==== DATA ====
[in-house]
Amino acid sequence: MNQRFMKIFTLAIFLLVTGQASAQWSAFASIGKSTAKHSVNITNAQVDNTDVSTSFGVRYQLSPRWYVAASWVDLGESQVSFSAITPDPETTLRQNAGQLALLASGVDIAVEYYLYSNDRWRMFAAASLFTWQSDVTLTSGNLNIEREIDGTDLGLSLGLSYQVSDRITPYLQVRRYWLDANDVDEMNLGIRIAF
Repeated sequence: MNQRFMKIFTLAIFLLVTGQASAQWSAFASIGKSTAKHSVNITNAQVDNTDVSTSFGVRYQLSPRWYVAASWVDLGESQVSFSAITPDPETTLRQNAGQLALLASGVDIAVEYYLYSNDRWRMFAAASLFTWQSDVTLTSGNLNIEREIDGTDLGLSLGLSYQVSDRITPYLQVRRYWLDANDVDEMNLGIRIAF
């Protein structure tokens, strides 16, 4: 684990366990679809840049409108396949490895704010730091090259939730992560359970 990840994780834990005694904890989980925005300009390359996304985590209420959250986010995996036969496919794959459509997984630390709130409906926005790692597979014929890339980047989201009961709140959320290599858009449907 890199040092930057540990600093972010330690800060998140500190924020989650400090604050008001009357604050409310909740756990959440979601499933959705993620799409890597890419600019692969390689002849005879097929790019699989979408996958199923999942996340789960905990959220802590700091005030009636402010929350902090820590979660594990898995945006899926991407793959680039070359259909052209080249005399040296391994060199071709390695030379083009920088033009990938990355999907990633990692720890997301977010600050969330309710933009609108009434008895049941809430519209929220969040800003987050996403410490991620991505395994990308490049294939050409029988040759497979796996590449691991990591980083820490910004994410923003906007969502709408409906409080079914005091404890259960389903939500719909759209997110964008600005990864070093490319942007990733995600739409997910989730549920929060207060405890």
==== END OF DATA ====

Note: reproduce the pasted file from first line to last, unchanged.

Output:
[in-house]
Amino acid sequence: MNQRFMKIFTLAIFLLVTGQASAQWSAFASIGKSTAKHSVNITNAQVDNTDVSTSFGVRYQLSPRWYVAASWVDLGESQVSFSAITPDPETTLRQNAGQLALLASGVDIAVEYYLYSNDRWRMFAAASLFTWQSDVTLTSGNLNIEREIDGTDLGLSLGLSYQVSDRITPYLQVRRYWLDANDVDEMNLGIRIAF
Repeated sequence: MNQRFMKIFTLAIFLLVTGQASAQWSAFASIGKSTAKHSVNITNAQVDNTDVSTSFGVRYQLSPRWYVAASWVDLGESQVSFSAITPDPETTLRQNAGQLALLASGVDIAVEYYLYSNDRWRMFAAASLFTWQSDVTLTSGNLNIEREIDGTDLGLSLGLSYQVSDRITPYLQVRRYWLDANDVDEMNLGIRIAF
């Protein structure tokens, strides 16, 4: 684990366990679809840049409108396949490895704010730091090259939730992560359970 990840994780834990005694904890989980925005300009390359996304985590209420959250986010995996036969496919794959459509997984630390709130409906926005790692597979014929890339980047989201009961709140959320290599858009449907 890199040092930057540990600093972010330690800060998140500190924020989650400090604050008001009357604050409310909740756990959440979601499933959705993620799409890597890419600019692969390689002849005879097929790019699989979408996958199923999942996340789960905990959220802590700091005030009636402010929350902090820590979660594990898995945006899926991407793959680039070359259909052209080249005399040296391994060199071709390695030379083009920088033009990938990355999907990633990692720890997301977010600050969330309710933009609108009434008895049941809430519209929220969040800003987050996403410490991620991505395994990308490049294939050409029988040759497979796996590449691991990591980083820490910004994410923003906007969502709408409906409080079914005091404890259960389903939500719909759209997110964008600005990864070093490319942007990733995600739409997910989730549920929060207060405890």